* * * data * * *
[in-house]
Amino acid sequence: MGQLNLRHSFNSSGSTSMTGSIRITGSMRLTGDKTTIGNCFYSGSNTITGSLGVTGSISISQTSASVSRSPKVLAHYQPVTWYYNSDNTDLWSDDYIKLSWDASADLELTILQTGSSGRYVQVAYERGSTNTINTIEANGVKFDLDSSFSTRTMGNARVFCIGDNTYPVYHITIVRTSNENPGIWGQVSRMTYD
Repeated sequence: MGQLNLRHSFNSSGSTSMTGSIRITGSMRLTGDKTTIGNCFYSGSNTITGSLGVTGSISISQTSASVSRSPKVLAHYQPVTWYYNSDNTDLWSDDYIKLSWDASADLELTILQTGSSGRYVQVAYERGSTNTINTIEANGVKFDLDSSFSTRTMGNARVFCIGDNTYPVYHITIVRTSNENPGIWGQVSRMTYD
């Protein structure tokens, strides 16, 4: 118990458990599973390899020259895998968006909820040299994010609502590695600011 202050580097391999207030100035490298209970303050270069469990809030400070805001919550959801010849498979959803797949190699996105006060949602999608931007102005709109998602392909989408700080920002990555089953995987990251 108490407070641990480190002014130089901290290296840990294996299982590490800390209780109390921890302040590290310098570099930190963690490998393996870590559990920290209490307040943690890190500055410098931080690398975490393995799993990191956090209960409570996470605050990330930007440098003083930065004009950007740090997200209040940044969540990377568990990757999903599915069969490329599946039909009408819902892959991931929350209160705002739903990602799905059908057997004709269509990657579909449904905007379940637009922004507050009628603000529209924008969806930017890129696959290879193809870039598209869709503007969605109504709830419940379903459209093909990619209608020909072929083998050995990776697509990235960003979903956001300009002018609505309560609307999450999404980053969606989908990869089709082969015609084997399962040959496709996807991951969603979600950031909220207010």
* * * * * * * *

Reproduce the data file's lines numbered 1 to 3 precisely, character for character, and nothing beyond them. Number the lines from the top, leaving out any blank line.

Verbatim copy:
[in-house]
Amino acid sequence: MGQLNLRHSFNSSGSTSMTGSIRITGSMRLTGDKTTIGNCFYSGSNTITGSLGVTGSISISQTSASVSRSPKVLAHYQPVTWYYNSDNTDLWSDDYIKLSWDASADLELTILQTGSSGRYVQVAYERGSTNTINTIEANGVKFDLDSSFSTRTMGNARVFCIGDNTYPVYHITIVRTSNENPGIWGQVSRMTYD
Repeated sequence: MGQLNLRHSFNSSGSTSMTGSIRITGSMRLTGDKTTIGNCFYSGSNTITGSLGVTGSISISQTSASVSRSPKVLAHYQPVTWYYNSDNTDLWSDDYIKLSWDASADLELTILQTGSSGRYVQVAYERGSTNTINTIEANGVKFDLDSSFSTRTMGNARVFCIGDNTYPVYHITIVRTSNENPGIWGQVSRMTYD